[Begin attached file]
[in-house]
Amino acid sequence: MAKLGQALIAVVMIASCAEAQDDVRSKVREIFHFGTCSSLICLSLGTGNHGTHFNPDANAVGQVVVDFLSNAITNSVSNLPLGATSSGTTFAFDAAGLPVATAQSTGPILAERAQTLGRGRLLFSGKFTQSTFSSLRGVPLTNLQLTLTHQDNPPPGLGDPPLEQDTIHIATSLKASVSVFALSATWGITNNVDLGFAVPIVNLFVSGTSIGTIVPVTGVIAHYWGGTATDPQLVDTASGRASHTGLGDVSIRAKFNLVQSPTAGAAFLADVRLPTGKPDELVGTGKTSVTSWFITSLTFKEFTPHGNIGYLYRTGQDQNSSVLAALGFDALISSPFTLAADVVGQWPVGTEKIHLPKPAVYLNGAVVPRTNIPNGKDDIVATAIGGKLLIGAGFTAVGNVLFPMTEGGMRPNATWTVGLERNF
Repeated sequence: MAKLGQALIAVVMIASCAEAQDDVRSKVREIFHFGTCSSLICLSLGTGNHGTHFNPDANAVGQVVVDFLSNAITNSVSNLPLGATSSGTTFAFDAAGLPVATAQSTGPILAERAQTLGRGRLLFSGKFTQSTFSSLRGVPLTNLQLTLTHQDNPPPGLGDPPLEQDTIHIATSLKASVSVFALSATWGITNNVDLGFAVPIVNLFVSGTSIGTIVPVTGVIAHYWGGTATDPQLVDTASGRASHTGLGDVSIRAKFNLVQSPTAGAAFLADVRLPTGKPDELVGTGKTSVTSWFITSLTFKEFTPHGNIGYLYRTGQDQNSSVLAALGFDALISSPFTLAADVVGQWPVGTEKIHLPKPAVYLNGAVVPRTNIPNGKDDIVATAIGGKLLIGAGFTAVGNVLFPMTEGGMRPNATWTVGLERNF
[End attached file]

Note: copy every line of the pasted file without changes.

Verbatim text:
[in-house]
Amino acid sequence: MAKLGQALIAVVMIASCAEAQDDVRSKVREIFHFGTCSSLICLSLGTGNHGTHFNPDANAVGQVVVDFLSNAITNSVSNLPLGATSSGTTFAFDAAGLPVATAQSTGPILAERAQTLGRGRLLFSGKFTQSTFSSLRGVPLTNLQLTLTHQDNPPPGLGDPPLEQDTIHIATSLKASVSVFALSATWGITNNVDLGFAVPIVNLFVSGTSIGTIVPVTGVIAHYWGGTATDPQLVDTASGRASHTGLGDVSIRAKFNLVQSPTAGAAFLADVRLPTGKPDELVGTGKTSVTSWFITSLTFKEFTPHGNIGYLYRTGQDQNSSVLAALGFDALISSPFTLAADVVGQWPVGTEKIHLPKPAVYLNGAVVPRTNIPNGKDDIVATAIGGKLLIGAGFTAVGNVLFPMTEGGMRPNATWTVGLERNF
Repeated sequence: MAKLGQALIAVVMIASCAEAQDDVRSKVREIFHFGTCSSLICLSLGTGNHGTHFNPDANAVGQVVVDFLSNAITNSVSNLPLGATSSGTTFAFDAAGLPVATAQSTGPILAERAQTLGRGRLLFSGKFTQSTFSSLRGVPLTNLQLTLTHQDNPPPGLGDPPLEQDTIHIATSLKASVSVFALSATWGITNNVDLGFAVPIVNLFVSGTSIGTIVPVTGVIAHYWGGTATDPQLVDTASGRASHTGLGDVSIRAKFNLVQSPTAGAAFLADVRLPTGKPDELVGTGKTSVTSWFITSLTFKEFTPHGNIGYLYRTGQDQNSSVLAALGFDALISSPFTLAADVVGQWPVGTEKIHLPKPAVYLNGAVVPRTNIPNGKDDIVATAIGGKLLIGAGFTAVGNVLFPMTEGGMRPNATWTVGLERNF